We deserve nothing from God. Plain and simple. He created us, gave us life, gave us the air we breath. Growing up I remember hearing mothers say to misbehaving children I brought you into this world and I can take you out. We giggle uncomfortably, hoping it’s a joke. The natural conclusion of believing in a God who spoke the world into creation is that he can speak it into extinction. Every day is a gift.
Real life is often the best teacher of scripture. It opens up my eyes and allows me to put in context stories and words that previously sat flat on the page. It’s allowed me to re-examine stories I thought I knew and find a whole new layer to them. Now that I’m an Army wife and I’ve been through a seperation or two the story of the ten virgins who were awaiting the bridegroom is seen through my lens of awaiting my soldier’s return and it brings forth more layers and complexitites, I find myself questioning their lack of preparedness (see What does an Army Wife and 10 Virgins have in common?). Suddenly in the story of Bathsheba I do not see David as a King, but as a Jody. And Samson’s lust for Delilah as a major OPSEC issue (see The haircut that cost his life).
The army is not always kind on marriages, I’ve seen it break more then I’ve seen it heal. But I’ve also seen it produce some amazing strength. A friend, who I wont devulge for obvious reasons, was betrayed by her spouse. He cheated and was caught. She chose to bestow grace. She choose to pick up the pieces that were left and carefully put them back together. She chose kindness and she chose to bless her marriage by staying. Not by staying and throwing it back in his face, but staying and working hard towards a better marriage, by being kind, forgiving, and being thankful for the man who sought her forgiveness. That is grace. It is forgiveness not deserved but freely given. It is compassion and favor not deserved but given. Grace is a gift.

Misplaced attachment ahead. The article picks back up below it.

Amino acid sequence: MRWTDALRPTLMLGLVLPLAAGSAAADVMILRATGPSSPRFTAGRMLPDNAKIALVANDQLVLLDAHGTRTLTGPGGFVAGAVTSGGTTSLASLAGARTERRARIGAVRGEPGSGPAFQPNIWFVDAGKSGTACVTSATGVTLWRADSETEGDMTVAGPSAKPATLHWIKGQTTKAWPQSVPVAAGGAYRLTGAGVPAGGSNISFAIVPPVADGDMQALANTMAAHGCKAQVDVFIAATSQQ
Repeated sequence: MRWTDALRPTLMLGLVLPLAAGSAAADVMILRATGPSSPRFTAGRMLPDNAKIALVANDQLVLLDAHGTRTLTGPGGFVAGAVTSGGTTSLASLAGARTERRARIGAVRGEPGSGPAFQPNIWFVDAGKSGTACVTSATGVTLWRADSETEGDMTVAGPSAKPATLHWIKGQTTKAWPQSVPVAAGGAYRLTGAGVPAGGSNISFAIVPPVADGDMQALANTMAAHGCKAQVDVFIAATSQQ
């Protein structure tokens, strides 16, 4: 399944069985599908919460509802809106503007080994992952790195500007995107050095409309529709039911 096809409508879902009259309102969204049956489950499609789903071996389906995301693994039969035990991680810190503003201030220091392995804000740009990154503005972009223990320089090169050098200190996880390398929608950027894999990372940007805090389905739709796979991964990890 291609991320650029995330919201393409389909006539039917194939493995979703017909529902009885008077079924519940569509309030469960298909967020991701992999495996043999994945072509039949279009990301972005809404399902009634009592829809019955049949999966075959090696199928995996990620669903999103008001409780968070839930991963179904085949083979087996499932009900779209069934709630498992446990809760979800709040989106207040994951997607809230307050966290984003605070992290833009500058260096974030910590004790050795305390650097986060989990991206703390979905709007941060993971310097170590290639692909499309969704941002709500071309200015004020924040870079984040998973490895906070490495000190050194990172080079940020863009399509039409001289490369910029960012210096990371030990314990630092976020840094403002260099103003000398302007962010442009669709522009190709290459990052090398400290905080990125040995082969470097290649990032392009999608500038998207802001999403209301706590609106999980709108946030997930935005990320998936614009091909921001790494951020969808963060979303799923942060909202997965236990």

Ok so I’m supposed to be talking about mercy. But mercy and grace are often confused.
Mercy in greek is (el’-eh-os) and means pity, compassion, or mercy. The NASB translates it into mercy 25 times and compassion 2 times. So then Mercy is the perfered translation of the Greek word. In the New Testament the Greek word focuses more often on the recepients need for mercy then on the giver of mercy. In the Old Testament, in hebrew, it is racham or hesed. Racham comes from a place of deep love; hesed means lovingkindness. The focus in Hebrew, in the OT, is on the giver of mercy.
Mercy is when another friend, going through a divorce, could have lorded over her spouse sins of adultery. She could have harped on the affairs, yelled and belittled him to the children ruining their relationship with their father, dragged his name through the mud, she could have chosen to make his life miserable but instead chose to show him compassion though he deserved her anger and condemnation. She chose instead mercy. She held the power to lord over him in his mistakes and chose not to. She could have caused judgement and consequences beyond just the end of their marriage to rain down on him. But she chose to bestow mercy. It was the next step in grace.
Grace is kindness, it is giving forgivness and blessing another. It is a gift we give to others and a gift we receive from God. Grace is a gift given to someone who does not deserve it. Mercy is the removal of condemnation. It is being in the position of power, with all the justification of bestowing punishment, and choosing instead to show pity. Mercy is grace on steroids. It is a gift given to someone who desperately needs it but deserves the exact opposite.
God is both a God of grace and a God of mercy. The two are not the same but work in conjunction with one another.
Read more tomorrow about the difference between grace and mercy and share your story of God’s mercy in the comments below.